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and mother. A happy buoyancy supports bride and bridegroom go quietly home and
them against the discouraging persuasions begin home-life the day they are married,
of reason and experience. The period of and take a honeymoom trip some six months
courtship may do something to dispel the afterwards, when they have had time to get
illusion, but unless the honeymoon is con- accustomed to one another. Only this is
trived with an exceeding judiciousness, it is not a boneymoon, and he would be an au.
then that the truth really dawns. The man dacious social leveller, with need of cak and
finds that his wife is only a grown-up girl, triple brass about his breast, who should
after all; and the woman, that the husband dare to suggest the abolition of the mystic
cannot always preserve the attractions of institution.
the lover. So far, therefore, the honey-
moon may be “ discomfortable.” But, for-
tunately, the discomfort rights itself. The
happy couple get views which are more

From the Spectator. useful for the rest of their lives. And such

MOZART'S LETTERS.* couples are often sądly in need of it. In England, our national reserve keeps the We should be disappointed were we to transcendental nonsense which fills the look for the same kind of interest in Mominds of extremely young folk from com- zart's as in Mendelssohn's letters. The ciring out very strongly. But in the United cumstances of the two lives were different. States they are more freespoken. There Different worlds surrounded the two men. two people can be found to insist on being Mendelssohn was happy, fortunate, appremarried up in a balloon, among, “ God's ciated. Mozart's sunny temperament gave clouds.” Having taken pen and ink with

way under the pressure of sorrow, ill-luck, them, moreover, they sign a superb decla- and ill-treatment. He started in life badly, ration to the effect that

and he never made up his arrears. From

the first he was the slave of a cruel master, Presenting ourselves, fully impressed with the and no better master would have pity on sublime presence of God and the joyous spirit- him and release him. When at last he was ual beings of His creation, heartily apprecia- forced to renounce that service, he had only ting heaven's highest vouchsafed happiness, the blessed union of two souls in purity and the most precarious support to depend glowing love, emanating from the eternal foun- upon, pupils who were capricious, and comtain of truth and wisdom, hence deriving some positions that were not certain of acceptprimitive conception of the magnitude of Deity. ance. It is a miserable spectacle, the cainspired unceasing humanity, endowed with reer of a man whom everybody now reverpowers and attributes evermore approximating ences as one of the greatest of musicians, Divinity, with assurances that uninterrupted but who was condemned to failure and povprogress remains dependent upon genial social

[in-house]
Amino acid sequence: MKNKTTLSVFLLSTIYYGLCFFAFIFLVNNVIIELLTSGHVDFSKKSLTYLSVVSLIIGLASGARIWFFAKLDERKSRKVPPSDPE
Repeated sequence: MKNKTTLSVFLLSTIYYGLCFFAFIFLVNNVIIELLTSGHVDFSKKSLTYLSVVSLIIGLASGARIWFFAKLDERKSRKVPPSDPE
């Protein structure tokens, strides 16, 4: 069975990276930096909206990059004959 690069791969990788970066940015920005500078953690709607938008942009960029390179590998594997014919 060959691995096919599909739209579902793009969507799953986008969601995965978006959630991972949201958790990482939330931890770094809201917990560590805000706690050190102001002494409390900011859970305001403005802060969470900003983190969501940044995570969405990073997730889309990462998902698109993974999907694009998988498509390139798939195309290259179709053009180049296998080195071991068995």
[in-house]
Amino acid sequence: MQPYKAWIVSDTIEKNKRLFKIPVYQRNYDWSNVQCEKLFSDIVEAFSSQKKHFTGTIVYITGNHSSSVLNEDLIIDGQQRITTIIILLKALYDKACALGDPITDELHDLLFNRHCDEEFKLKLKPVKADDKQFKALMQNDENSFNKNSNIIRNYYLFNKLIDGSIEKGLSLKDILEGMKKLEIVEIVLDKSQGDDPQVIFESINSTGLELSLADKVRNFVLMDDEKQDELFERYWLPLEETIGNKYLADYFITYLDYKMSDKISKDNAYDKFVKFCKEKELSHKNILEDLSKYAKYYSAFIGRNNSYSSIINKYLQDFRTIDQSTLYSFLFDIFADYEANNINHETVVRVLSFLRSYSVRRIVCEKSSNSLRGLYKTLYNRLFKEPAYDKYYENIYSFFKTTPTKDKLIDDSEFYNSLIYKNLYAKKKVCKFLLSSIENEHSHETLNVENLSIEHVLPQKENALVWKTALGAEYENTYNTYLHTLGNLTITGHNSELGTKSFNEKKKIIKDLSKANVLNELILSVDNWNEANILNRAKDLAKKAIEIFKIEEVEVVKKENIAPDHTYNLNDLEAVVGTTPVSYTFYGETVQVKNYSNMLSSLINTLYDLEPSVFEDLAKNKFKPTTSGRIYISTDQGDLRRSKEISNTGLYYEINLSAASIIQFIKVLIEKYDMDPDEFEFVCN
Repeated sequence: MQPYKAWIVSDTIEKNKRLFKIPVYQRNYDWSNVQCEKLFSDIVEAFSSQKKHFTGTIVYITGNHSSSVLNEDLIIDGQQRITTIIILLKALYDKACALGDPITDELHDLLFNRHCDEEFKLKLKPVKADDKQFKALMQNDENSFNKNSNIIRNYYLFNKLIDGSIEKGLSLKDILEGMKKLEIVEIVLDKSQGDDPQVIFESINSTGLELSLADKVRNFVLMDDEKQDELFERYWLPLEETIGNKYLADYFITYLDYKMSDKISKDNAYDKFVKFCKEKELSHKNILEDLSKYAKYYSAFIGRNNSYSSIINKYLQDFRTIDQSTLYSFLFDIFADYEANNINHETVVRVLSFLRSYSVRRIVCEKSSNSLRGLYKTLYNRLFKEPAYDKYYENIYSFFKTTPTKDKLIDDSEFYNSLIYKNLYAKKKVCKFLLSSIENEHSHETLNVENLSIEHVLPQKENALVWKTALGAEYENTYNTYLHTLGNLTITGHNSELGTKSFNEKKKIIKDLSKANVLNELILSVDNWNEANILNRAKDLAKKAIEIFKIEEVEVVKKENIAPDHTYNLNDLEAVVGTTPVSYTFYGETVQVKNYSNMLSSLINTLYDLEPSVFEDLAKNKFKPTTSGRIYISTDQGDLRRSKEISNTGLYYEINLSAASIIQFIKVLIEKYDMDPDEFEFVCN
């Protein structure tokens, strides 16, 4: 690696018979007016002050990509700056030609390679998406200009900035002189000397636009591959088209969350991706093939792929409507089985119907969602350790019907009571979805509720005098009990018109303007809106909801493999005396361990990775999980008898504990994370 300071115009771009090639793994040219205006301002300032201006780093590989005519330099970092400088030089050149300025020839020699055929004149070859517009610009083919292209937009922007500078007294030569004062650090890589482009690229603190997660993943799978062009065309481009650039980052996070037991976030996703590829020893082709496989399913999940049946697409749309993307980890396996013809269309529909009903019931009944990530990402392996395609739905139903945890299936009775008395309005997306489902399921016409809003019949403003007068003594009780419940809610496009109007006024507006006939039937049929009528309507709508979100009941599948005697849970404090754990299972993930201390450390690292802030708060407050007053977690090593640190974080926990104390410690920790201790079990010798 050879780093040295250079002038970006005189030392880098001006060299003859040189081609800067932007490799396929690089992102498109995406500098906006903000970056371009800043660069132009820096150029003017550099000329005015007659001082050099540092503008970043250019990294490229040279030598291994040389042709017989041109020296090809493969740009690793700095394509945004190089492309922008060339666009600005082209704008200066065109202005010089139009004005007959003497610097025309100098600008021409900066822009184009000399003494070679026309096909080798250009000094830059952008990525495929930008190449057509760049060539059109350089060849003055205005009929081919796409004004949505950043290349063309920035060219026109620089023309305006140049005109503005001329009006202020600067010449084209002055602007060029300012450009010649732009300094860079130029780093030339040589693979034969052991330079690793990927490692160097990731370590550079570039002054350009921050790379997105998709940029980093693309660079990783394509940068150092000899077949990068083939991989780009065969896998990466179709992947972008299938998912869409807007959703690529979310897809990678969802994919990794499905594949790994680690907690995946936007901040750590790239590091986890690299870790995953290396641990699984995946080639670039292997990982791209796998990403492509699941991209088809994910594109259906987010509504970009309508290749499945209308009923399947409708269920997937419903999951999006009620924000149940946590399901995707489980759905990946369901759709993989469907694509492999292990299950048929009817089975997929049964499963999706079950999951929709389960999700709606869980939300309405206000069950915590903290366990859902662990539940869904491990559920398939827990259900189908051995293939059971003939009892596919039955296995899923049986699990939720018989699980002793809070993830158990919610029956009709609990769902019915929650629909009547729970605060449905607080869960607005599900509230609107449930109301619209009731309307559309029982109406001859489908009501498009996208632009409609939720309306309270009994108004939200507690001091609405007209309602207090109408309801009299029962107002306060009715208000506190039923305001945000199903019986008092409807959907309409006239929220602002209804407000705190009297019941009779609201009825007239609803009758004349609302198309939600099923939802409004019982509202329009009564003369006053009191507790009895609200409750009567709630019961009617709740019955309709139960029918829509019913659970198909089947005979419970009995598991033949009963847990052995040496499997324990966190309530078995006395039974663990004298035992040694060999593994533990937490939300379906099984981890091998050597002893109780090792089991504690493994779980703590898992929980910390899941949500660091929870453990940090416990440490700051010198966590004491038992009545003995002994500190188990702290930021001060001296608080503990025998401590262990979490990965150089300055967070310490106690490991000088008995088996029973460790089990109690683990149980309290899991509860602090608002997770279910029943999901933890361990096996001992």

erty all his life, and whose very grave is relations, and possessing the approving sanc

unknown to this day.
tion of cherished friends, we do now henceforth
evermore give and devote, accept and receive,

Nevertheless, we think Dr. Nohl has each other in holy wedlock; and we solemnly done us a service by collecting these letters, and unreservedly avow and promise that we will and Lady Wallace a service by translating love, honour, and cherish each other as hus- them. Both editor and translator have band and wife during our whole existence; and their faults. Dr. Nohl should have added in the express language of Holy Writ, we hope more explanatory notes, and should not fully pray, What God hath joined together have left the reader to supplement Mozart's let no man put asunder.”

letters by one of the lives of Mozart. One

of the doctor's omissions, which we have It is easy to believe that, in this case at had occasion to trace, is fatal to the interest all events, when they returned to earth, of the letter in which it occurs, and many the “ aspect of things, like an unaired robe, such would seriously injure the collection. struck coldly against their hearts.” It may Writing of the Archduke Maximilian, Mobe suspected that, when the honeymoon is zart says, “ Stupidity peers out of his eyes," a failure, the result is due either to an ex. Now in the original of this letter the words travagant transcendental pitch of mind of - Archduke ” and “stupidity